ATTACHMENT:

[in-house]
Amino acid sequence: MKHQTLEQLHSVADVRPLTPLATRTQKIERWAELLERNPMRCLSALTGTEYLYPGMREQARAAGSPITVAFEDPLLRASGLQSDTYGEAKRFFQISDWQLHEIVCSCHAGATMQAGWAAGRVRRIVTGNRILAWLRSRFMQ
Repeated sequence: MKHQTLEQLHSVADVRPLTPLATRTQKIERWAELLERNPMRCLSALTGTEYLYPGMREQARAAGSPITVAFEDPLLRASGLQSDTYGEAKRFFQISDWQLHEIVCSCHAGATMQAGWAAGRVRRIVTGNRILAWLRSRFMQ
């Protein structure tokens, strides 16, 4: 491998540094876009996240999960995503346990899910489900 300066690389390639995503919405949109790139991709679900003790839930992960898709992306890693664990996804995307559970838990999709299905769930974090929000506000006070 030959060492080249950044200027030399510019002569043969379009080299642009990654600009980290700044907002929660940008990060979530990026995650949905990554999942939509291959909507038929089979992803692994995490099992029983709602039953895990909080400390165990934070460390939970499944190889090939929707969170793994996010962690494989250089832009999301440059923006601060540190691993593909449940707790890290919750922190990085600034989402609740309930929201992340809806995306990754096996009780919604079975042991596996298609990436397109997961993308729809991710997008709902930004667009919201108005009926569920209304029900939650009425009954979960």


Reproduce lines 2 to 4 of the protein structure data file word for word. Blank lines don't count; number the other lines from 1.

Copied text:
Amino acid sequence: MKHQTLEQLHSVADVRPLTPLATRTQKIERWAELLERNPMRCLSALTGTEYLYPGMREQARAAGSPITVAFEDPLLRASGLQSDTYGEAKRFFQISDWQLHEIVCSCHAGATMQAGWAAGRVRRIVTGNRILAWLRSRFMQ
Repeated sequence: MKHQTLEQLHSVADVRPLTPLATRTQKIERWAELLERNPMRCLSALTGTEYLYPGMREQARAAGSPITVAFEDPLLRASGLQSDTYGEAKRFFQISDWQLHEIVCSCHAGATMQAGWAAGRVRRIVTGNRILAWLRSRFMQ
């Protein structure tokens, strides 16, 4: 491998540094876009996240999960995503346990899910489900 300066690389390639995503919405949109790139991709679900003790839930992960898709992306890693664990996804995307559970838990999709299905769930974090929000506000006070 030959060492080249950044200027030399510019002569043969379009080299642009990654600009980290700044907002929660940008990060979530990026995650949905990554999942939509291959909507038929089979992803692994995490099992029983709602039953895990909080400390165990934070460390939970499944190889090939929707969170793994996010962690494989250089832009999301440059923006601060540190691993593909449940707790890290919750922190990085600034989402609740309930929201992340809806995306990754096996009780919604079975042991596996298609990436397109997961993308729809991710997008709902930004667009919201108005009926569920209304029900939650009425009954979960």